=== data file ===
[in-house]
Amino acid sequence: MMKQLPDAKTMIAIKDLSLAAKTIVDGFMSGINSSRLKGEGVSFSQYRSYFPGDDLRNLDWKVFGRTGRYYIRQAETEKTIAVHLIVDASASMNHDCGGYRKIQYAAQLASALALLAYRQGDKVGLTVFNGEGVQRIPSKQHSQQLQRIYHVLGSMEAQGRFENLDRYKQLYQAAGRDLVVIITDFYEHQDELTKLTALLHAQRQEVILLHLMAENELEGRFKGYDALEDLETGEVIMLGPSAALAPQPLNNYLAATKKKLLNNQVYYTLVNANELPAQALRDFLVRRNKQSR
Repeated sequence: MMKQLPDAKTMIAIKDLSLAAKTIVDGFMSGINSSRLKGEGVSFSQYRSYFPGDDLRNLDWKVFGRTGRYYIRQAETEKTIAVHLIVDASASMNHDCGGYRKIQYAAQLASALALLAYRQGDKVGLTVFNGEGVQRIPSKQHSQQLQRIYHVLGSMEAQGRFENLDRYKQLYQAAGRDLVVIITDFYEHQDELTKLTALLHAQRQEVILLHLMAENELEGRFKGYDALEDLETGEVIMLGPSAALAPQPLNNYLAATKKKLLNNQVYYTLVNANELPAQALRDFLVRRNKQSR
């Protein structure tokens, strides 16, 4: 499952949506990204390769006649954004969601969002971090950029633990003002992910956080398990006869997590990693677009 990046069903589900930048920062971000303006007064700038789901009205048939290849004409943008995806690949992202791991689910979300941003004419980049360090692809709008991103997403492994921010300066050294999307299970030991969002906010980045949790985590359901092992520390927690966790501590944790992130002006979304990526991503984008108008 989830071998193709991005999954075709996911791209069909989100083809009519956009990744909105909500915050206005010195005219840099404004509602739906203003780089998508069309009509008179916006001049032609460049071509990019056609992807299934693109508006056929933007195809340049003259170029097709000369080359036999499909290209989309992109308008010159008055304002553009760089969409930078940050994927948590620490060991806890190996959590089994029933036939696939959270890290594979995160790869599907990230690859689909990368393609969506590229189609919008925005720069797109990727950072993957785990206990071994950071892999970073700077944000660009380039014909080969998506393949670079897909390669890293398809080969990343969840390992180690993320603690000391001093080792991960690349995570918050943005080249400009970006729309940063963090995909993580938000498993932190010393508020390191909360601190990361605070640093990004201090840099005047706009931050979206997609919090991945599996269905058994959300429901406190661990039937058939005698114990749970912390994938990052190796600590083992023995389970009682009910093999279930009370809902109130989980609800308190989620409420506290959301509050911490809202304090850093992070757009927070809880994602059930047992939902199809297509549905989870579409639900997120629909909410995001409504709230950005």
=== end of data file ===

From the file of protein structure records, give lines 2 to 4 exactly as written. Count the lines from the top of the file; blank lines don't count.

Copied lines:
Amino acid sequence: MMKQLPDAKTMIAIKDLSLAAKTIVDGFMSGINSSRLKGEGVSFSQYRSYFPGDDLRNLDWKVFGRTGRYYIRQAETEKTIAVHLIVDASASMNHDCGGYRKIQYAAQLASALALLAYRQGDKVGLTVFNGEGVQRIPSKQHSQQLQRIYHVLGSMEAQGRFENLDRYKQLYQAAGRDLVVIITDFYEHQDELTKLTALLHAQRQEVILLHLMAENELEGRFKGYDALEDLETGEVIMLGPSAALAPQPLNNYLAATKKKLLNNQVYYTLVNANELPAQALRDFLVRRNKQSR
Repeated sequence: MMKQLPDAKTMIAIKDLSLAAKTIVDGFMSGINSSRLKGEGVSFSQYRSYFPGDDLRNLDWKVFGRTGRYYIRQAETEKTIAVHLIVDASASMNHDCGGYRKIQYAAQLASALALLAYRQGDKVGLTVFNGEGVQRIPSKQHSQQLQRIYHVLGSMEAQGRFENLDRYKQLYQAAGRDLVVIITDFYEHQDELTKLTALLHAQRQEVILLHLMAENELEGRFKGYDALEDLETGEVIMLGPSAALAPQPLNNYLAATKKKLLNNQVYYTLVNANELPAQALRDFLVRRNKQSR
């Protein structure tokens, strides 16, 4: 499952949506990204390769006649954004969601969002971090950029633990003002992910956080398990006869997590990693677009 990046069903589900930048920062971000303006007064700038789901009205048939290849004409943008995806690949992202791991689910979300941003004419980049360090692809709008991103997403492994921010300066050294999307299970030991969002906010980045949790985590359901092992520390927690966790501590944790992130002006979304990526991503984008108008 989830071998193709991005999954075709996911791209069909989100083809009519956009990744909105909500915050206005010195005219840099404004509602739906203003780089998508069309009509008179916006001049032609460049071509990019056609992807299934693109508006056929933007195809340049003259170029097709000369080359036999499909290209989309992109308008010159008055304002553009760089969409930078940050994927948590620490060991806890190996959590089994029933036939696939959270890290594979995160790869599907990230690859689909990368393609969506590229189609919008925005720069797109990727950072993957785990206990071994950071892999970073700077944000660009380039014909080969998506393949670079897909390669890293398809080969990343969840390992180690993320603690000391001093080792991960690349995570918050943005080249400009970006729309940063963090995909993580938000498993932190010393508020390191909360601190990361605070640093990004201090840099005047706009931050979206997609919090991945599996269905058994959300429901406190661990039937058939005698114990749970912390994938990052190796600590083992023995389970009682009910093999279930009370809902109130989980609800308190989620409420506290959301509050911490809202304090850093992070757009927070809880994602059930047992939902199809297509549905989870579409639900997120629909909410995001409504709230950005």